June 25, 2018
Understanding Risk in Bonds
By Clete Albitz, CFP®
Back in 1938, the concept of bond duration was first introduced by Canadian economist, Frederick Macaulay. Macaulay duration is defined as the weighted average of the time until the fixed cash flows from an asset are received. It is frequently reformulated as modified duration to change the units from time to a more useful figure measuring the price sensitivity of a bond with respect to yield.
Bond prices and interest rates are inversely related. Like a teeter totter, if one goes up the other goes down. So when rates fall, bonds rise and when rates rise as has generally been the recent trend, bonds fall. Modified duration approximates the degree of the corresponding change in a bond’s price due to a 1% change in interest rates.
For example, if you hold a bond or bond fund with a modified duration of 6, a 1% change in interest rates will result in an approximate 6% change in the price of the bond fund. If rates fall by 1%, this bond will rise by approximately 6% and if rates rise by 1% this bond will fall by approximately 6%. In addition to the credit quality and corresponding credit risk of a bond, interest rate risk is a critically important aspect of analyzing your bond holdings and is best understood through duration.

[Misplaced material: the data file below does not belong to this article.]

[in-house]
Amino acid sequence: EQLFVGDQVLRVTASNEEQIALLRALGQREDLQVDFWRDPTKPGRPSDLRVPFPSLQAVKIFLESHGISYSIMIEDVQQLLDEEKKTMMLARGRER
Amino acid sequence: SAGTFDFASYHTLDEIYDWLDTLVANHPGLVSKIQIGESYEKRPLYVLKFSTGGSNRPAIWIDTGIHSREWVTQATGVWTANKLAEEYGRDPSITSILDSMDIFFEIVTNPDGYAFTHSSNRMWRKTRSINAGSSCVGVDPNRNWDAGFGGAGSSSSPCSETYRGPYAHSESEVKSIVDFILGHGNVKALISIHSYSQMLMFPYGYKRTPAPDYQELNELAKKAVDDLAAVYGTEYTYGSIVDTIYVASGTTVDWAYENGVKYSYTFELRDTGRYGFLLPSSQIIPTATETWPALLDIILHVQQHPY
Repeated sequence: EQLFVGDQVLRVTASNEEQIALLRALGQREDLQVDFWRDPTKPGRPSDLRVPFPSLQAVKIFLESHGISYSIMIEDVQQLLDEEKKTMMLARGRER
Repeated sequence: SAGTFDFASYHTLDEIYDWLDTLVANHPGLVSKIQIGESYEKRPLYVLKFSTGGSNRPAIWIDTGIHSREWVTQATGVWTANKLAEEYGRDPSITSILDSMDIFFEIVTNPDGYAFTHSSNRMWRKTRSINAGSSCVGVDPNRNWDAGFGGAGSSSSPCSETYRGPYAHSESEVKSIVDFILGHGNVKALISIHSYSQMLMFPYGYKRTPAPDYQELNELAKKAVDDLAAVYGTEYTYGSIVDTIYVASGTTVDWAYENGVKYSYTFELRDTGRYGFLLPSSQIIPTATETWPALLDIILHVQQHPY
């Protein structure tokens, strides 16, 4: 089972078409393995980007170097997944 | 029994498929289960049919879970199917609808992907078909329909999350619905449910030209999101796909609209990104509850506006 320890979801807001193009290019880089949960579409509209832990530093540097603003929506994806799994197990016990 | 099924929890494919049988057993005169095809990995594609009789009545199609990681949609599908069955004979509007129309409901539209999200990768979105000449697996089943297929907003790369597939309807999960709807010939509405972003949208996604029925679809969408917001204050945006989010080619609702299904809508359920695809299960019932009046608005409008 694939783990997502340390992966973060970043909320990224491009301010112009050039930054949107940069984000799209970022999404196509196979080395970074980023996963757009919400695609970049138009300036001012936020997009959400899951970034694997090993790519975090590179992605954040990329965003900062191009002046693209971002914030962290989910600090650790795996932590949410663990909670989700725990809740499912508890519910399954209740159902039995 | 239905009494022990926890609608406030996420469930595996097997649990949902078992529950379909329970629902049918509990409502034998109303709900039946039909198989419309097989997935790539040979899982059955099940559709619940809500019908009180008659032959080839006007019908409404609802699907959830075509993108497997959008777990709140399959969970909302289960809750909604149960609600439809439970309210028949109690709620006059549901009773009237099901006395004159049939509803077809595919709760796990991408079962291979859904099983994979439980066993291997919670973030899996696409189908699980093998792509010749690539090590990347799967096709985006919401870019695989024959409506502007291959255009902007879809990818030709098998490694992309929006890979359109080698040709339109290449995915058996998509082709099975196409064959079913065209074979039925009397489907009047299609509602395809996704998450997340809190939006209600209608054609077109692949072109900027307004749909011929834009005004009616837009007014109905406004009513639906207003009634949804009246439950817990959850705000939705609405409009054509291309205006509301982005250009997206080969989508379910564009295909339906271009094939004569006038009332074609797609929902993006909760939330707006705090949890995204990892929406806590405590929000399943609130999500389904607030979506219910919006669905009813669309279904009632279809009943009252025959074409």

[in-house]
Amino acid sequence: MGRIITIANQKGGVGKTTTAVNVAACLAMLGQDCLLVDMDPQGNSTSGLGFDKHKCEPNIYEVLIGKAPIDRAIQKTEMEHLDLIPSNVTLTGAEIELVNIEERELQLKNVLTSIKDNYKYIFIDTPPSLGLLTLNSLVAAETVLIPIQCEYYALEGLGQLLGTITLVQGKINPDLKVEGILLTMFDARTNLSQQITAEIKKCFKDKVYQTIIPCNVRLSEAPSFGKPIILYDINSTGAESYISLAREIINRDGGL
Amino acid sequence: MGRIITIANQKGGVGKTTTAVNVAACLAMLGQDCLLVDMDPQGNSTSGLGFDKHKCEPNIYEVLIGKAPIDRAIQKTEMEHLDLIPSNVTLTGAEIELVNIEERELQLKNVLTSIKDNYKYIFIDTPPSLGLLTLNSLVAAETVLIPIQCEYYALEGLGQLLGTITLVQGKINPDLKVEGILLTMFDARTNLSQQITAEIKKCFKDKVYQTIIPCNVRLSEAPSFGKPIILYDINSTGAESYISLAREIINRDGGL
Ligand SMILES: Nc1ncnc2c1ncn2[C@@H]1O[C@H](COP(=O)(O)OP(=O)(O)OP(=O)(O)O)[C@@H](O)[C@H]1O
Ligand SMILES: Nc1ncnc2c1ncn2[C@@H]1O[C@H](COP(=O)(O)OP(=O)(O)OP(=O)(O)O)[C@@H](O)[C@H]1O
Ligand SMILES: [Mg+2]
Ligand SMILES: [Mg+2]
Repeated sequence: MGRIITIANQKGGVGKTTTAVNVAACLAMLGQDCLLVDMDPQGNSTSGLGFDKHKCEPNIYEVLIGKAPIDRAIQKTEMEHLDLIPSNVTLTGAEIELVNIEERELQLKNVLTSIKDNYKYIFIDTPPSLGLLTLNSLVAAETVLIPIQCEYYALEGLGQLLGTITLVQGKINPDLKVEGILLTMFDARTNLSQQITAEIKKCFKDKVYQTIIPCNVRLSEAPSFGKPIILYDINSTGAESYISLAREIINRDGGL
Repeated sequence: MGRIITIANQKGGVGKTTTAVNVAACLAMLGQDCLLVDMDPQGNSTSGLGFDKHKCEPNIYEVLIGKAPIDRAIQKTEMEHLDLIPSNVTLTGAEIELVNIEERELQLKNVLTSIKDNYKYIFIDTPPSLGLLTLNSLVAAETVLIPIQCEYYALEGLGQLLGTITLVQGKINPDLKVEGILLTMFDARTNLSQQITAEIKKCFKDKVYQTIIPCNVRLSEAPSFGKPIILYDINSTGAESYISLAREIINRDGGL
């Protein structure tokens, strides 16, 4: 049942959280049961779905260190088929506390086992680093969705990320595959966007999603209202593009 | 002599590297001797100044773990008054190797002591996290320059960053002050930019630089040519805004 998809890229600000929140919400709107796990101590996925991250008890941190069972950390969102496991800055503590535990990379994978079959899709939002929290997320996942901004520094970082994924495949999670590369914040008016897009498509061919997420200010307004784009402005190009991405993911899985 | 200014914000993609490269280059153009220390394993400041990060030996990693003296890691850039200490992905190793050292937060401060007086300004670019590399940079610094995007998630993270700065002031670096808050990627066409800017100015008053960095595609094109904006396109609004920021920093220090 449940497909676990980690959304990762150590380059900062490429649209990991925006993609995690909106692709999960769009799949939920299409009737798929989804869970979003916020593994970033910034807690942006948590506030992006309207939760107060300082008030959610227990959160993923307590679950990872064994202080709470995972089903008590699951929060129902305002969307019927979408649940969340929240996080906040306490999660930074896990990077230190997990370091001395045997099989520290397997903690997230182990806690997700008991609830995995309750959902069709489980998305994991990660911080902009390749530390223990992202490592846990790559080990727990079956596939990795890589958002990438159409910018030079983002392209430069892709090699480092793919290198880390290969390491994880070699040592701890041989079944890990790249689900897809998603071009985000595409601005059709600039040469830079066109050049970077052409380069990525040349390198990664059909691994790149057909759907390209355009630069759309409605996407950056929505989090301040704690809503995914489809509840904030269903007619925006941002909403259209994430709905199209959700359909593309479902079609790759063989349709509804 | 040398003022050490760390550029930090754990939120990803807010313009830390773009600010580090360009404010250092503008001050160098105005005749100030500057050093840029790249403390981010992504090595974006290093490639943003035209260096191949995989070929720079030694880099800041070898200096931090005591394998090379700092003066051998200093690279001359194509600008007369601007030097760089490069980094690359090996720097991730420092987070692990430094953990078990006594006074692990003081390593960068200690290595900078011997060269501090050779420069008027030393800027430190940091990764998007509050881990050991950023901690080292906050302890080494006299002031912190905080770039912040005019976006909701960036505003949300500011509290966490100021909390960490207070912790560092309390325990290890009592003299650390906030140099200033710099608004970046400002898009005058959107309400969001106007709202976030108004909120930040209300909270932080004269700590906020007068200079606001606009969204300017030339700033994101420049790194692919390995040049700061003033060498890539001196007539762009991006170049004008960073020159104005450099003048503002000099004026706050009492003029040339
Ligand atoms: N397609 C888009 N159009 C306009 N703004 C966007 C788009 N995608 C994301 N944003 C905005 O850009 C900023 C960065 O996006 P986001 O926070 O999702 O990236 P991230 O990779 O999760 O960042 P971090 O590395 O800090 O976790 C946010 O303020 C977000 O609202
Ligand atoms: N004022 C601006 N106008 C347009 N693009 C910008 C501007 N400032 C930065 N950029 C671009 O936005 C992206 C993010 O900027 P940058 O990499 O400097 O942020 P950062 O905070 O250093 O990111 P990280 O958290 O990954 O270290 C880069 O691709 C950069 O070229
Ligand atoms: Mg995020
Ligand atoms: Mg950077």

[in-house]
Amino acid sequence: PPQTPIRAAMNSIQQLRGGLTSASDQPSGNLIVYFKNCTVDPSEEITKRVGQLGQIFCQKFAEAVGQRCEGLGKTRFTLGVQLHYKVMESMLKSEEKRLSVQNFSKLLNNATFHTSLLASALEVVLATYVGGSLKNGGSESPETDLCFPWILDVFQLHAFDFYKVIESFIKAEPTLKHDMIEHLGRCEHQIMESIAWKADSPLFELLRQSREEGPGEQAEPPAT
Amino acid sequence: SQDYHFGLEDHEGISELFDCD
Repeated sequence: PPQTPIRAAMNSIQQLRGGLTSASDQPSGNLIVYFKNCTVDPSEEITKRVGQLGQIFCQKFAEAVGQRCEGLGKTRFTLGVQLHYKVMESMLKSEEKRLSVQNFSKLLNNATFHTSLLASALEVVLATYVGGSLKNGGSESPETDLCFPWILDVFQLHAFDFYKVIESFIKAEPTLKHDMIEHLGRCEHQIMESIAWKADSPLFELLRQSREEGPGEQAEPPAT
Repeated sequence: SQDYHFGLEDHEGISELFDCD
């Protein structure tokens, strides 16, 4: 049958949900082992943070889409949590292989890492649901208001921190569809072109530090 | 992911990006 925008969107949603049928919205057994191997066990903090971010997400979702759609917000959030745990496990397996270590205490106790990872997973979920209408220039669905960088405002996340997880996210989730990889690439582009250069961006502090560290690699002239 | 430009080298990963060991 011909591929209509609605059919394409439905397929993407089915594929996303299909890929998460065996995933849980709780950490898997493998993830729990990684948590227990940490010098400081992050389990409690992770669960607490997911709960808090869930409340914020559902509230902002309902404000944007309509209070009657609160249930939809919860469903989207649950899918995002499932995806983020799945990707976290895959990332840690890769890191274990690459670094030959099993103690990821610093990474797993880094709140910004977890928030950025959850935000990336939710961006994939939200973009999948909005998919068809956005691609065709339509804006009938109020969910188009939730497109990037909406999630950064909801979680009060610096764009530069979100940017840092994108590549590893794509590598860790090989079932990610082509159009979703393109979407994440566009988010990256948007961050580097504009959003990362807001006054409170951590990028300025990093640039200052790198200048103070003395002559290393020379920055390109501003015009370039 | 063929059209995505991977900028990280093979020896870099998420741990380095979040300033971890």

Even if rising rates remain a headwind for bond prices, bonds still remain a key component of most portfolios due to their steady stream of income payments and lack of correlation with the equity markets. Buying and holding individual bonds to maturity can help manage interest rate risk. The bond’s price will be subject to interim price fluctuations due to changing interest rates, but upon maturity, assuming no credit issues, you will receive back the bond’s full par value.
It is a good time to review and understand how much interest rate risk is in your portfolio to ensure it is appropriate given your investment objectives and time horizon. Should rates continue to trend higher, investors may consider reducing duration or buying and holding individual bonds to their maturity dates. Both will help mitigate interest rate risk and likely improve your investment portfolio in a rising rate environment.
The return and principal value of bonds fluctuate with changes in market conditions. If bonds are not held to maturity, they may be worth more or less than their original value. Investing in mutual funds is subject to risk and loss of principal. There is no assurance or certainty that any investment strategy will be successful in meeting its objectives.
Investors should consider the investment objectives, risks and charges and expenses of the funds carefully before investing. The prospectus contains this and other information about the funds. Contact Clete Albitz at 310-373-8861 to obtain a prospectus, which should be read carefully before investing or sending money.